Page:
Flames of Fear

The North of Ireland is a complicated place – especially in July. Every year makeshift towers of debris, old tires, and wooden pallets reach higher and higher into the sky. They are decorated with sectarian slogans, political effigies, Irish flags (or Ivory Coast ones, since some can’t tell the difference between the two), and serious threats against Catholics, opposing politicians, Irish men and women, minorities, and the gay community. These dangerous displays are what they call culture this time of year and they are a horrifying example of the division that continues to exist in the North.

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Dublin and Monaghan Bombings

On this day in 1974, Dublin City Center was devastated by three large bombs that went off without warning in the span of about 90 seconds. They exploded in the middle of rush hour during a public transportation strike which had left more people in the area than usual. Injuries and casualties were astronomical. When a similar bomb exploded without warning in the city of Monaghan ninety minutes later, the incident became the worst and largest loss of life in Ireland’s more recent troubled history. The explosions injured nearly three hundred people and killed thirty-three civilians in all and forty-three years later, despite multiple investigations, reports, and a mountain of evidence, no one has ever been charged or prosecuted for these attacks.

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The Iron Lady dies

On this day in 2013 Margaret Thatcher died. I can’t very well write about Irish history without acknowledging her passage, so there it is. I always try to write passionate and fair pieces and I choose my subjects with that in mind which is why I will skip anything more about her at this time. Perhaps there will come a day when I can actually write about her without getting angry, biased, and opinionated, but today is not that day so I’ll let these photos I’ve snapped throughout the North of Ireland speak for me. They’re worth at least a thousand words anyway.

“Our revenge will be the laughter of our children” – Bobby Sands

 

 

The complicated legacy of Martin McGuinness

Humans are animals. It’s not something we like to admit, but it is true. Our animalistic instincts come out when we are hurting and angry, when we need to protect ourselves or our loved ones, or when we are desperate and afraid. Over time we learn to control them, not letting that dark side rear its ugly head just because our toy was taken away at the playground and if we’re lucky that animal fades into the background of our minds, never needing to come out.

When James Martin Pacelli McGuinness was growing up in Derry a lot was wrong in his world. The boy who would come to be known as Martin was partially named after a pope in a society that was violently sectarian and discriminatory against Catholic communities like his. He saw things most of us thankfully never will. War raged in the streets as he grew up. He witnessed friends being mowed down by soldiers without consequence. He saw authorities break the law over and over without punishment. That animal inside him grew and raged, like many others in the region and Martin found his way into the Irish Republican Army at a relatively young age. He stayed for a heavily disputed amount of time. Let’s just call it many years.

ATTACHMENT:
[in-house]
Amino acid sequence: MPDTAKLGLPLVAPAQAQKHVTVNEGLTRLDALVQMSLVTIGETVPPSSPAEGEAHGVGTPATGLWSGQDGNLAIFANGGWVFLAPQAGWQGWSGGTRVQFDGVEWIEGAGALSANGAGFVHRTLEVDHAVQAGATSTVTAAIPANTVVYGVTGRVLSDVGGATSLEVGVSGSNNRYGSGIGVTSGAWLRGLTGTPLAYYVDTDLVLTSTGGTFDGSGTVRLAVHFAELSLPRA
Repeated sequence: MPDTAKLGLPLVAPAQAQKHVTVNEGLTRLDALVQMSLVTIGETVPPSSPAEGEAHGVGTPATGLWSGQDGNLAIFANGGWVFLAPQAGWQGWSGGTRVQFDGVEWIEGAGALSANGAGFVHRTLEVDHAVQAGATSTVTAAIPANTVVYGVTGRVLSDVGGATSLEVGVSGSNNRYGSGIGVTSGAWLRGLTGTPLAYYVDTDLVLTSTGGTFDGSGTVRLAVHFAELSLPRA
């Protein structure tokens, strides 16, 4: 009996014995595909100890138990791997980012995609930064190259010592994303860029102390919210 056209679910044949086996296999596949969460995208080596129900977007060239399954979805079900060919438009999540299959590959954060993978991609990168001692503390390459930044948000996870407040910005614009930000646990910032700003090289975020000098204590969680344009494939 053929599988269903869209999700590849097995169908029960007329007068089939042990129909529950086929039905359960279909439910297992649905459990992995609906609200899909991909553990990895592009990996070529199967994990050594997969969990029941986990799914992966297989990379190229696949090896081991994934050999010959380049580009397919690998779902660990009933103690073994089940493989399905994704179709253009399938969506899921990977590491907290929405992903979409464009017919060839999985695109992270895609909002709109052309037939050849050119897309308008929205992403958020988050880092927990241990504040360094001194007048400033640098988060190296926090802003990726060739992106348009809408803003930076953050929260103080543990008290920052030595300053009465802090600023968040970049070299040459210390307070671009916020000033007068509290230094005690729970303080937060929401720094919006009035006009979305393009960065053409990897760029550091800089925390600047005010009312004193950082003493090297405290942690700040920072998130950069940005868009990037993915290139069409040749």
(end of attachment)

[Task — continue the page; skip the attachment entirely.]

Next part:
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Dakota Says No – Stand with Standing Rock

In case you can’t tell by now, I’m a little obsessed with Ireland and its history. This includes a lot of reading and writing about the Troubles and the horrific abuses that people suffered throughout that time period. I never had to live through anything like it, but it was easy to connect the dots between the Civil Rights movement in the US and the North of Ireland. I spent a lot of time being grateful that I missed most of the heavy lifting and hard decisions that were made to eventually grant basic human rights and equality for everyone (in theory). Last night that gratitude and privilege vanished as I watched people in my own country being hit with the same brutal tactics and illegal weaponry that defined the Troubles and the Civil Rights movements of the past. They were unarmed and peaceful, and many were nearly killed because they have the gall to believe in people over profit and water over oil.

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Dear America

I know that our country is in trouble and that many of you are exhausted and super angry about how things are going down. I know how many problems we have and that everything from jobs to race relations have stalled in the last few years. It leaves many of us divided, frustrated, and looking for new possibilities and directions. I know our system is broken and skewed, and I know that if you have made up your mind, I won’t change it by anything I write, do, or say. That is not the point of this post. This one is for those who are willing to read with empathy and reason. Those who understand that I’m not another voice telling you what to do, but one that is begging you to listen….to everyone.

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We are Orlando — lightandthunder

It’s not that I haven’t been writing. It’s that I haven’t been able to write about anything until this came out. It’s not about Ireland. It’s about humanity and ‘Merica. It had to happen before I returned to my regularly scheduled program.

My heart has been pretty heavy since the news hit about yet another massacre in the States. I have been quiet and reflective; not sure I was going to say much of anything publicly. After all, I did not know any of the victims and we all already know that it’s a horrible tragedy. However, […]

via We are Orlando — lightandthunder